The lawyer writes this letter on the night before he is due to win the bet and win back his freedom. According to the lawyer, before he is free to enjoy his life again, there are a couple of points that he wants to make clear to the banker.
First of all, the lawyer says that he despises "freedom and life and health." Anything that can be considered as one of life's pleasures is no longer desirable or enjoyable for the lawyer.
Secondly, in his letter, the lawyer also says that he has spent the last 15 years immersed in the world of his books. Thanks to these books, he has been able to experience a wealth of different scenarios, including watching the sunrise, climbing mountains, performing miracles and having relationships with women.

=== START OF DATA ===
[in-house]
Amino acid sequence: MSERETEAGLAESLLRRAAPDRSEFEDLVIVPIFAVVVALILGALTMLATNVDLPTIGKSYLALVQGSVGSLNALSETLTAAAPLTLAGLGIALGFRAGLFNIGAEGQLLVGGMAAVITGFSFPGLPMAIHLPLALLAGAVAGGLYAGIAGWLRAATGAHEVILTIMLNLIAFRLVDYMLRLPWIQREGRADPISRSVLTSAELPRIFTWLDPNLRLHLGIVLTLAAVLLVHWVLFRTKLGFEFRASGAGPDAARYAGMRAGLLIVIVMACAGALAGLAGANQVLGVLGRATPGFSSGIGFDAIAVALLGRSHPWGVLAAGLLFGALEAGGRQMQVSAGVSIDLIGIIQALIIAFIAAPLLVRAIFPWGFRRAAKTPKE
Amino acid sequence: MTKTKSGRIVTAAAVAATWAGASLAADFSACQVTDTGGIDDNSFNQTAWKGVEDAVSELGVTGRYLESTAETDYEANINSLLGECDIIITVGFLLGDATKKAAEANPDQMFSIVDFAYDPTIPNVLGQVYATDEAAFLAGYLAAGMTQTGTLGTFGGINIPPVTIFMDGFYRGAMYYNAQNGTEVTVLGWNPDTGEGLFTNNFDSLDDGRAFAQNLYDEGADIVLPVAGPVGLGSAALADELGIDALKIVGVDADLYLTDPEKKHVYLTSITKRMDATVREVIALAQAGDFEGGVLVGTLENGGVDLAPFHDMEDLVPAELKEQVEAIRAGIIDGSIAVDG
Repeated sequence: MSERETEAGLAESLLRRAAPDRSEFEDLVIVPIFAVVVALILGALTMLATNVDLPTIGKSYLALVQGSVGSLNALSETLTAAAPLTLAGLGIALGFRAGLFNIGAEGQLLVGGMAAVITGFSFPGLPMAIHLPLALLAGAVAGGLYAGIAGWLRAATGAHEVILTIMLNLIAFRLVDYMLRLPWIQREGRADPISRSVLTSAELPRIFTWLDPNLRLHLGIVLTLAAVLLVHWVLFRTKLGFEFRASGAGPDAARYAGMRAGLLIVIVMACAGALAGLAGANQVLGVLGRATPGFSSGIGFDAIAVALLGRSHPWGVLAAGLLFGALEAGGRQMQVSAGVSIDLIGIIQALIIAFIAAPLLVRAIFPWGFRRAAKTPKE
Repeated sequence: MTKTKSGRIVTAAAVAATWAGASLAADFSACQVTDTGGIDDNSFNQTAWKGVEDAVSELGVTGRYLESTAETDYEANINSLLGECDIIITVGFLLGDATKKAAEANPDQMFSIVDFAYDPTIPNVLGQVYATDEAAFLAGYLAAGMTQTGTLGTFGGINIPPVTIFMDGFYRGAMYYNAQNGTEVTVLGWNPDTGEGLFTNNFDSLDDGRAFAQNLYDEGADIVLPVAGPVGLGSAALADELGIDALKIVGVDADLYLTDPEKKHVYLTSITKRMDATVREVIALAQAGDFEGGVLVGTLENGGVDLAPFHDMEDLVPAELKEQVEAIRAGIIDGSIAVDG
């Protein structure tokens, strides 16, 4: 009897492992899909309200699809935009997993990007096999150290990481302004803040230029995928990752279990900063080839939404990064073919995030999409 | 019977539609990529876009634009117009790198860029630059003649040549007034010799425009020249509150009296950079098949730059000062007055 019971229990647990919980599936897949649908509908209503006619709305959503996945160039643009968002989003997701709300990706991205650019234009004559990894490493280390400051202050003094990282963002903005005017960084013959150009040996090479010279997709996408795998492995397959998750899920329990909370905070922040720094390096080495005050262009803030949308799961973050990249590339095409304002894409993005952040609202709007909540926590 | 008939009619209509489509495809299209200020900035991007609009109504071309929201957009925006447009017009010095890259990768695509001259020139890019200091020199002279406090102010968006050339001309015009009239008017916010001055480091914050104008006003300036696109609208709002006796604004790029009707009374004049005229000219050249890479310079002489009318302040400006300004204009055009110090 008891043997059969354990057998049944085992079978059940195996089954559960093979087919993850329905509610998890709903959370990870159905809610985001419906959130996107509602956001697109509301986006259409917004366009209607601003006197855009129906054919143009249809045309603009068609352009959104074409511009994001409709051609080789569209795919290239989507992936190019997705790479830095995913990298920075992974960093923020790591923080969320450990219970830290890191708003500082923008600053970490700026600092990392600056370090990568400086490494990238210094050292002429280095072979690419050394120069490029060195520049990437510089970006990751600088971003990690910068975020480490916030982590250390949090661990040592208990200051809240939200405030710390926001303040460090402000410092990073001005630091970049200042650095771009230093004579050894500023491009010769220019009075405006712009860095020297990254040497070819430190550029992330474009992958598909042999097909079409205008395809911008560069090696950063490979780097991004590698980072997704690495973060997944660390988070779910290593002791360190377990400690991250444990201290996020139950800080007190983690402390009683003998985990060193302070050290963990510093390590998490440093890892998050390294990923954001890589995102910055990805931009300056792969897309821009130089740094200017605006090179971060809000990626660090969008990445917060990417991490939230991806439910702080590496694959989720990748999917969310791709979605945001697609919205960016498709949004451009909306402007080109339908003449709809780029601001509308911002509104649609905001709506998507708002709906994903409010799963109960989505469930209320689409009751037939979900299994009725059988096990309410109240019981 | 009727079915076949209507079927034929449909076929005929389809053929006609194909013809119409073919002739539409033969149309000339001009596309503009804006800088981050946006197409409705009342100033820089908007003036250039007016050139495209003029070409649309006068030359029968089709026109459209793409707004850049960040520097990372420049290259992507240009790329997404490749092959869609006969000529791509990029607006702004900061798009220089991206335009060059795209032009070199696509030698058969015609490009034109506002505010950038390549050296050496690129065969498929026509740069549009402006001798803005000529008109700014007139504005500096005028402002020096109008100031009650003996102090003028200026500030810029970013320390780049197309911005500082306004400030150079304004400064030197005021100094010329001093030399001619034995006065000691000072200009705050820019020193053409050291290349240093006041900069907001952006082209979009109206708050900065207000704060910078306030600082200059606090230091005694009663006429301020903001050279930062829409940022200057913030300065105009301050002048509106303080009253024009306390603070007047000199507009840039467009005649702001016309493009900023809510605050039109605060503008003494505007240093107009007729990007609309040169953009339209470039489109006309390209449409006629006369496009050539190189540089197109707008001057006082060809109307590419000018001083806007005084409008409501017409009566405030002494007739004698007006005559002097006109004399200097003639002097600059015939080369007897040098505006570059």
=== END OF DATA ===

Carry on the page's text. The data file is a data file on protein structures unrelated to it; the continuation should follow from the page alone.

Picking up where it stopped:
Next, he says that, although these books have given him lots of wisdom, he feels that this wisdom is pointless because he now knows the truth about every aspect of human life: that it is "worthless, fleeting, illusory, and deceptive." Everything that man craves and enjoys is actually pointless and the lawyer despises all of it.
Crucially, based on this view, the lawyer renounces the two million rubles that he once described as "paradise." Money is no longer of any interest to the lawyer because he now despises human materialism.
In order to forfeit the money, the lawyer intends to leave his cell five hours before the deadline, therefore ensuring that he loses the bet.